Dmitry Gudkov ‘One less engineer in Russia is one less missile flying to Ukraine’


“Every engineer that leaves Russia is a missile that isn’t going to reach Ukraine.”Dmitry Gudkov

On Tuesday, a group of exiled opponents of the Kremlin called on EU nations to extend more hospitality to Russians escaping Vladimir Putin’s government, claiming that a lack of trained labor would severely damage the nation’s wartime economy.

Since Putin invaded Ukraine in 2022, up to a million people are thought to have fled Russia; however, some of them have started to return, deterred by the lack of employment opportunities and the challenges associated with obtaining visas and long-term residency permits in both Turkey and the European Union.

Dmitry Gudkov
At the French Institute of International Relations, Russian opposition politician and former lawmaker Dmitry Gudkov unveiled a study of the Russian diaspora in several EU member states, one of the first attempts to study the Ukraine war-triggered exodus
“In Paris, Dmitry Gudkov, a former lawmaker and member of the Russian opposition, stated that one fewer engineer means one fewer missile headed towards Ukraine.”

Speaking at the French Institute of International Relations, Gudkov revealed one of the first studies on the exodus caused by the conflict in Ukraine, which looked at the Russian diaspora in several EU member states.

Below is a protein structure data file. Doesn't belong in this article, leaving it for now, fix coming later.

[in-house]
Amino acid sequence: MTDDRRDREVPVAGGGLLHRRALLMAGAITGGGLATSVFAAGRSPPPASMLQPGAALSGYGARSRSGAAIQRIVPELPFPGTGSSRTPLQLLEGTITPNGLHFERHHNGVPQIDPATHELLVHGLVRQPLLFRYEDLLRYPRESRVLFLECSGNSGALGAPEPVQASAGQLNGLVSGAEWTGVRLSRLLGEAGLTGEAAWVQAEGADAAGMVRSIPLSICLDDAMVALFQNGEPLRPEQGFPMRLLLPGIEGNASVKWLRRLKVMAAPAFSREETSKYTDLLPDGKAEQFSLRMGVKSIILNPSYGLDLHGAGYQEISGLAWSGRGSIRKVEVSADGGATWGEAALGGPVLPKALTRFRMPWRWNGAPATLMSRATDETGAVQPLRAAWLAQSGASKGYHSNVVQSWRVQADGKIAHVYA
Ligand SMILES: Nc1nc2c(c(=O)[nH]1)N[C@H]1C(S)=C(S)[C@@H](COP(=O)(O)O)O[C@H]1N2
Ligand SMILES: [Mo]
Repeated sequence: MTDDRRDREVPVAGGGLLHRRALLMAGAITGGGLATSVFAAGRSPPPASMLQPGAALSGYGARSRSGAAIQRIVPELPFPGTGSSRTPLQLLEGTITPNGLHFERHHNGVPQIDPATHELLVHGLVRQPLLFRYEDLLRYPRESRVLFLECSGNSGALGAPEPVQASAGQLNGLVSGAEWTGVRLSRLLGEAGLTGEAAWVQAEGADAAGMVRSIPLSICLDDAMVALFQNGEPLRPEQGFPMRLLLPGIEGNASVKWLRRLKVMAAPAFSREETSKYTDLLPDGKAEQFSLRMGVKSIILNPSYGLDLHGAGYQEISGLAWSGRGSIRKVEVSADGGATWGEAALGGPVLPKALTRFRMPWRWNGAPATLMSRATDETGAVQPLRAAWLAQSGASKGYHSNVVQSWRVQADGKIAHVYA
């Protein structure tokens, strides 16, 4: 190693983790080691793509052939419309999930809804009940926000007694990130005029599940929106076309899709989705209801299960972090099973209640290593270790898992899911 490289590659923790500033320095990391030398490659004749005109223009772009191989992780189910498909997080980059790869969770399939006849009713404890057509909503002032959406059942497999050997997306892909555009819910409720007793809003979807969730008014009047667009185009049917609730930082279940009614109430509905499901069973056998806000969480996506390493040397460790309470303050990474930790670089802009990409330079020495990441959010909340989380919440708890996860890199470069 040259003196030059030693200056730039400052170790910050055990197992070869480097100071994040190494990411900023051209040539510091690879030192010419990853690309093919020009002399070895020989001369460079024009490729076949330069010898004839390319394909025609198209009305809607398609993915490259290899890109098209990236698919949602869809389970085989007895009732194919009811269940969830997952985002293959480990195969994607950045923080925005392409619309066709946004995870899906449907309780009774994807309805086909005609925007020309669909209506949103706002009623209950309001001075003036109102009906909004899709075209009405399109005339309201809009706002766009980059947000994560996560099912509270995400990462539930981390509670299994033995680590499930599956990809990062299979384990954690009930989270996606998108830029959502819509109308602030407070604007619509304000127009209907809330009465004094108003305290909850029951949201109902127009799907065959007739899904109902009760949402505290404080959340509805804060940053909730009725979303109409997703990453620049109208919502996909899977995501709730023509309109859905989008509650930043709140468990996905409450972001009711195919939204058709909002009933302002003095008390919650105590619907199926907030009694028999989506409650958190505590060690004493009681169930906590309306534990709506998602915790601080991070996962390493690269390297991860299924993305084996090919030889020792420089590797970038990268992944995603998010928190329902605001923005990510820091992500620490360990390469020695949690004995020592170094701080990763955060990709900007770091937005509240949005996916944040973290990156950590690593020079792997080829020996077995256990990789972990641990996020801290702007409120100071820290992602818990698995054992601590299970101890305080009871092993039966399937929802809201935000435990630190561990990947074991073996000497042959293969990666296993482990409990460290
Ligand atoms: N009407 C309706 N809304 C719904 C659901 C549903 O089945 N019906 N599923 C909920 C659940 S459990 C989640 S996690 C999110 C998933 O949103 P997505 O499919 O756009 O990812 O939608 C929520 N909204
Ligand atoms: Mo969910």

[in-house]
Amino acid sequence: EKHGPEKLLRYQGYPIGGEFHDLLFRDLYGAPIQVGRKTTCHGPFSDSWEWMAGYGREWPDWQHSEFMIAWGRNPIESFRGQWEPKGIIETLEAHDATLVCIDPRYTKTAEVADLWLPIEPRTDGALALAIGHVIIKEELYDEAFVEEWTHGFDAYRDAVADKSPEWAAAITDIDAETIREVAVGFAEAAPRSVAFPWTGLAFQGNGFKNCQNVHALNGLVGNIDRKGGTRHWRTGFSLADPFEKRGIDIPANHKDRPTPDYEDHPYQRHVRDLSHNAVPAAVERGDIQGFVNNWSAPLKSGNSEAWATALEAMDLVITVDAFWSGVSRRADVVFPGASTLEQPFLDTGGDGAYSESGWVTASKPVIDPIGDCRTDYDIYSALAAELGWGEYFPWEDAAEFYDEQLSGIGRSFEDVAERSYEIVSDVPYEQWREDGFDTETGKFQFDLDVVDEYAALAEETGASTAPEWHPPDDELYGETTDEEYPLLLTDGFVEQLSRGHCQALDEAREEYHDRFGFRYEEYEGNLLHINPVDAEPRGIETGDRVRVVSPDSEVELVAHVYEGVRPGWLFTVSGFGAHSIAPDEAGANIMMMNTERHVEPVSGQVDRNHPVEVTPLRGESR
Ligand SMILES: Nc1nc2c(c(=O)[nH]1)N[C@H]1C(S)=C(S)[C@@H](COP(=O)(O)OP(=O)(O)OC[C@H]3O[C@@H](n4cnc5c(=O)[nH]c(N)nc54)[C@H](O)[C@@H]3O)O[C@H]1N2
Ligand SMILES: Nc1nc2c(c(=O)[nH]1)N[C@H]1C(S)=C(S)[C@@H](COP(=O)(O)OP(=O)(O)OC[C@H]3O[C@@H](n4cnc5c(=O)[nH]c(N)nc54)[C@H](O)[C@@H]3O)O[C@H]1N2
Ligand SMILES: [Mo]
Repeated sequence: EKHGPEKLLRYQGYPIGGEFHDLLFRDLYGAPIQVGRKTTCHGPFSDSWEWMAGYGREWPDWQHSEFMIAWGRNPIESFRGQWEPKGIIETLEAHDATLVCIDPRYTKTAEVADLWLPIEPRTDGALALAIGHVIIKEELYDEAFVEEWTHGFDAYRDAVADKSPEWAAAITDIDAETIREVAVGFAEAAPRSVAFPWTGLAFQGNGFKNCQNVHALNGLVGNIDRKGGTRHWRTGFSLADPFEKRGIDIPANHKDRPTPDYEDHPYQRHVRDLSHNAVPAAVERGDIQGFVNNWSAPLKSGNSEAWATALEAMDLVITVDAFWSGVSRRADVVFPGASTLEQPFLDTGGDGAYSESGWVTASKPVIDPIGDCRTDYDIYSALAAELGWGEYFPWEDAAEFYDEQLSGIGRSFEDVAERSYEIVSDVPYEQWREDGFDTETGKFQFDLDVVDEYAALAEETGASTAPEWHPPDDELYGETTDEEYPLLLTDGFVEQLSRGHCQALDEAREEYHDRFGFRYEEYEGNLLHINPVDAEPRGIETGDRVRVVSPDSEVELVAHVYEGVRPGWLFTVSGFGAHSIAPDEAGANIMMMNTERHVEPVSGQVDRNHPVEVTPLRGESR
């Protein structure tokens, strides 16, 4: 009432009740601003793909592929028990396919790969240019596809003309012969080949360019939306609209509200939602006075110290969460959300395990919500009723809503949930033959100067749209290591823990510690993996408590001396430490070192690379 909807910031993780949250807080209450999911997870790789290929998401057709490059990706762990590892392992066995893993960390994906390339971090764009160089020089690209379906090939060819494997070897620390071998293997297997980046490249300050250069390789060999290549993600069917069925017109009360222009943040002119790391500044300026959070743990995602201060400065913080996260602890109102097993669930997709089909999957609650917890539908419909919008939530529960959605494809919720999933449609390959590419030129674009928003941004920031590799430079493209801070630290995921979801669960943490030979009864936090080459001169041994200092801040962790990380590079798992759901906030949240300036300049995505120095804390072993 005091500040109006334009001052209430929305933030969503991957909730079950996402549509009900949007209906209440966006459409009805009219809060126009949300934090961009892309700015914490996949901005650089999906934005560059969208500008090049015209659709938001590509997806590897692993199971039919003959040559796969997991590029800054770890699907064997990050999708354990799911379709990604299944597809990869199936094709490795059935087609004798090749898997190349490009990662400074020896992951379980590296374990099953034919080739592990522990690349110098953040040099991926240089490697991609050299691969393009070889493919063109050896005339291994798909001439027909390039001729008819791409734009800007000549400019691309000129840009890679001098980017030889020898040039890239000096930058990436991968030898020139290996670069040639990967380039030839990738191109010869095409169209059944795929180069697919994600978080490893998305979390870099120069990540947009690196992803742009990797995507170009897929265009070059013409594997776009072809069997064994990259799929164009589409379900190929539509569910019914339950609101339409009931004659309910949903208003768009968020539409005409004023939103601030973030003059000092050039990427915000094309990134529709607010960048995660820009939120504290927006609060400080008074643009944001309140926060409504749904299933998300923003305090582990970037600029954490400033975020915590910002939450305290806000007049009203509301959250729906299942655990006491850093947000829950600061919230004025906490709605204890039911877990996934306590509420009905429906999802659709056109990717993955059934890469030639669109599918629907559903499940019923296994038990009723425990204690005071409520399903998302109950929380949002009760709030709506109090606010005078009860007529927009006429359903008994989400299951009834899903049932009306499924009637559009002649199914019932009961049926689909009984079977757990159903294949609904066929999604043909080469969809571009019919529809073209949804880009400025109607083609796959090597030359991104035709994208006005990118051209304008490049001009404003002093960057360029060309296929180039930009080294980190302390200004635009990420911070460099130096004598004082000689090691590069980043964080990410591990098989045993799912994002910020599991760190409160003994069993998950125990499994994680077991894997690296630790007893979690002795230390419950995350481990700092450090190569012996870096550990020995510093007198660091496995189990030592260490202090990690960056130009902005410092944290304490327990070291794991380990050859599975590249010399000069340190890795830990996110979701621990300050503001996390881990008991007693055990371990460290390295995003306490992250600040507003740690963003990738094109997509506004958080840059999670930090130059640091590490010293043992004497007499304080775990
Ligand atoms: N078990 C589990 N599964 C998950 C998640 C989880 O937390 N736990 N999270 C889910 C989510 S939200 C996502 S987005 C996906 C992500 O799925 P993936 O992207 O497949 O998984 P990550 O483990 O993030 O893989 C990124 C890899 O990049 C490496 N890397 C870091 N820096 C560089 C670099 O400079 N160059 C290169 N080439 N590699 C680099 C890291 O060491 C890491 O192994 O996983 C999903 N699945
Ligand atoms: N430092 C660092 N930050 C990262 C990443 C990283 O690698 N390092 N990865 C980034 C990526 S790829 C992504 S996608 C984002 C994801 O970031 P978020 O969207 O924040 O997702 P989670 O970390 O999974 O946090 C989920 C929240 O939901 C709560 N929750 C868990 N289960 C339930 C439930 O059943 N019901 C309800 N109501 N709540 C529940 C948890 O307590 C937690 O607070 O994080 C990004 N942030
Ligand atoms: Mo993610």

The study, which was carried out by University of Nicosia researchers on behalf of a recently founded think tank by Gudkov and economist Vladislav Inozemtsev, is based on a survey of more than 3,200 Russians who reside in France, Germany, Poland, and Cyprus.

After Putin’s annexation of Crimea from Ukraine in 2014, nearly 80% of respondents departed Russia. 44% of them left following the full-scale invasion.

The research recommended a wide program of “economic migration” out of Russia as part of its policy recommendations, noting that the majority of the Russians who left the nation were educated “Russian Europeans” who supported Western values.

According to the research, “the strategy to undermine the Putin regime should include orchestrated ‘bleeding’: stimulating the outflow of Russian money and qualified specialists unrelated to the war.”

Moscow’s authorities have admitted that a severe issue now endangering economic growth is a lack of labor.

More work needs to be done, according to Inozemtsev, who also suggested that embracing skilled Russians and their financial resources would deal a more serious blow to the Kremlin than the numerous rounds of Western sanctions that haven’t been able to stop Russia’s war machine thus far.

According to Inozemtsev, “Even we have been surprised by the qualifications of those who have left.”

According to the report, which cited data from 2022, native Cypriots make an average monthly pay of 2,248 euros, whereas Russian immigrants in Cyprus earn an average of more than 5,480 euros ($5,880).

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